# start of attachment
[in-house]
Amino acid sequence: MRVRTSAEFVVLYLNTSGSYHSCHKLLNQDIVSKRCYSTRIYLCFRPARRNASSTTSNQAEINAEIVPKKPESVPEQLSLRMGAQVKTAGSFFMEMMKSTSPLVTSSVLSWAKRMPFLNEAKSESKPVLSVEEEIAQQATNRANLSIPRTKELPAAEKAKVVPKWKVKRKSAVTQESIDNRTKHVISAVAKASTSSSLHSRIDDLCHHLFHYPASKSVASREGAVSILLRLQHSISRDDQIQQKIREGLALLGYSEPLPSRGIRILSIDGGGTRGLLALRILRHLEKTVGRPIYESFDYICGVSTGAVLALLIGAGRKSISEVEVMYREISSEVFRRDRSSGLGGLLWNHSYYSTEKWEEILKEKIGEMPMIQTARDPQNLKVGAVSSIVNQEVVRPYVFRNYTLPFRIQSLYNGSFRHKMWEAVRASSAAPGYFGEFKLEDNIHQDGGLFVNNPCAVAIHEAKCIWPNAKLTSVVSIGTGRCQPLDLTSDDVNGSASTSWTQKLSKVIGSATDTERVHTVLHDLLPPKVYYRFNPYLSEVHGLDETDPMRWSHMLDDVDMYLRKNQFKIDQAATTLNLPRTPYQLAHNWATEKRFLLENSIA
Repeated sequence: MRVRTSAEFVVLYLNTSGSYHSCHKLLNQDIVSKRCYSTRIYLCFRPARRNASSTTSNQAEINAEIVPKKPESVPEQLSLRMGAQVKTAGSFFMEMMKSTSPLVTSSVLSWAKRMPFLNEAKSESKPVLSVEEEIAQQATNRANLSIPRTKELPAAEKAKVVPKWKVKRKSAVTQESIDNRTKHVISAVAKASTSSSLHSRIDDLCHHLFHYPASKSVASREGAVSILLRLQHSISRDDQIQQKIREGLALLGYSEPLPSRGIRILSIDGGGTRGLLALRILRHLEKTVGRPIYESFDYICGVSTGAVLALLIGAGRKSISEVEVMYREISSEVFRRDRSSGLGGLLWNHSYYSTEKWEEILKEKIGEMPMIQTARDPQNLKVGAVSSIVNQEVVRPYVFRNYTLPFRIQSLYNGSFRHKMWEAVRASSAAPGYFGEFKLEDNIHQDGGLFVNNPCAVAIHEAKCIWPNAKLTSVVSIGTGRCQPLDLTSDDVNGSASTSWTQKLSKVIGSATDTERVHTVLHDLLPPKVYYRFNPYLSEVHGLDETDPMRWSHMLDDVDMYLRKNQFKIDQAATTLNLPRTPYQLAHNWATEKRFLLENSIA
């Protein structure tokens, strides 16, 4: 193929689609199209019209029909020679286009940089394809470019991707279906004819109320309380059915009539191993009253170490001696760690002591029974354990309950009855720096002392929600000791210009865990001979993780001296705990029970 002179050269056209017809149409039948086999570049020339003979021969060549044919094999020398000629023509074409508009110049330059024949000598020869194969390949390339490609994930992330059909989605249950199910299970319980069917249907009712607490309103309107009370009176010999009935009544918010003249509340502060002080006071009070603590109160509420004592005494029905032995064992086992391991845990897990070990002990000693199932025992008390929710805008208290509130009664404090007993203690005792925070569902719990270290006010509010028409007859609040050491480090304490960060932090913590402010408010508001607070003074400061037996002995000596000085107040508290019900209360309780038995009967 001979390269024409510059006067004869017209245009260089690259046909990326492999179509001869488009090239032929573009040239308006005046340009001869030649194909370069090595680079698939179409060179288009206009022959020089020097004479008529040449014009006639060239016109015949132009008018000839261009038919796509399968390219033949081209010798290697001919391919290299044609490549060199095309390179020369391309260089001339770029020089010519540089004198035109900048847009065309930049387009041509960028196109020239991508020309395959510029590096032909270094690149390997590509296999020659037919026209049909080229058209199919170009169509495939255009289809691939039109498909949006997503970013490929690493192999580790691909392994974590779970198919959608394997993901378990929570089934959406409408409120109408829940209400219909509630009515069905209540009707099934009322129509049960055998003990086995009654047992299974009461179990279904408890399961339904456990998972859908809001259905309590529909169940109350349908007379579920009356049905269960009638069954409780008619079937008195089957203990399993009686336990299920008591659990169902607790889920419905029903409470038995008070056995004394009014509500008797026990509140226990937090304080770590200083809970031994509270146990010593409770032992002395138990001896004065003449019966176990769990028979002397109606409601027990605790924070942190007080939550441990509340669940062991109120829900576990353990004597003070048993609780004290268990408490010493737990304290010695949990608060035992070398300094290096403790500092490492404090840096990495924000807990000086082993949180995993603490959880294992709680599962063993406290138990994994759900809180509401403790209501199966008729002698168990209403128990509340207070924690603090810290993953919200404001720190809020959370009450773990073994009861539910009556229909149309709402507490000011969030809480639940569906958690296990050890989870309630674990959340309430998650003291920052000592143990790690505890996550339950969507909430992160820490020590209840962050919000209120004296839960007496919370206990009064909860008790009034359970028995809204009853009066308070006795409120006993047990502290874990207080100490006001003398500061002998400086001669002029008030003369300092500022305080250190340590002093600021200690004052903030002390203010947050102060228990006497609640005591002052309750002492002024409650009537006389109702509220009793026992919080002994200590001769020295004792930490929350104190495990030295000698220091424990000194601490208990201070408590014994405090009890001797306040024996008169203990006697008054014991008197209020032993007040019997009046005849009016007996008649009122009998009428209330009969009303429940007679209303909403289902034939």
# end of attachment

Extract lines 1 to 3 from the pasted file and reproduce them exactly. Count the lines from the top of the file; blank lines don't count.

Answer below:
[in-house]
Amino acid sequence: MRVRTSAEFVVLYLNTSGSYHSCHKLLNQDIVSKRCYSTRIYLCFRPARRNASSTTSNQAEINAEIVPKKPESVPEQLSLRMGAQVKTAGSFFMEMMKSTSPLVTSSVLSWAKRMPFLNEAKSESKPVLSVEEEIAQQATNRANLSIPRTKELPAAEKAKVVPKWKVKRKSAVTQESIDNRTKHVISAVAKASTSSSLHSRIDDLCHHLFHYPASKSVASREGAVSILLRLQHSISRDDQIQQKIREGLALLGYSEPLPSRGIRILSIDGGGTRGLLALRILRHLEKTVGRPIYESFDYICGVSTGAVLALLIGAGRKSISEVEVMYREISSEVFRRDRSSGLGGLLWNHSYYSTEKWEEILKEKIGEMPMIQTARDPQNLKVGAVSSIVNQEVVRPYVFRNYTLPFRIQSLYNGSFRHKMWEAVRASSAAPGYFGEFKLEDNIHQDGGLFVNNPCAVAIHEAKCIWPNAKLTSVVSIGTGRCQPLDLTSDDVNGSASTSWTQKLSKVIGSATDTERVHTVLHDLLPPKVYYRFNPYLSEVHGLDETDPMRWSHMLDDVDMYLRKNQFKIDQAATTLNLPRTPYQLAHNWATEKRFLLENSIA
Repeated sequence: MRVRTSAEFVVLYLNTSGSYHSCHKLLNQDIVSKRCYSTRIYLCFRPARRNASSTTSNQAEINAEIVPKKPESVPEQLSLRMGAQVKTAGSFFMEMMKSTSPLVTSSVLSWAKRMPFLNEAKSESKPVLSVEEEIAQQATNRANLSIPRTKELPAAEKAKVVPKWKVKRKSAVTQESIDNRTKHVISAVAKASTSSSLHSRIDDLCHHLFHYPASKSVASREGAVSILLRLQHSISRDDQIQQKIREGLALLGYSEPLPSRGIRILSIDGGGTRGLLALRILRHLEKTVGRPIYESFDYICGVSTGAVLALLIGAGRKSISEVEVMYREISSEVFRRDRSSGLGGLLWNHSYYSTEKWEEILKEKIGEMPMIQTARDPQNLKVGAVSSIVNQEVVRPYVFRNYTLPFRIQSLYNGSFRHKMWEAVRASSAAPGYFGEFKLEDNIHQDGGLFVNNPCAVAIHEAKCIWPNAKLTSVVSIGTGRCQPLDLTSDDVNGSASTSWTQKLSKVIGSATDTERVHTVLHDLLPPKVYYRFNPYLSEVHGLDETDPMRWSHMLDDVDMYLRKNQFKIDQAATTLNLPRTPYQLAHNWATEKRFLLENSIA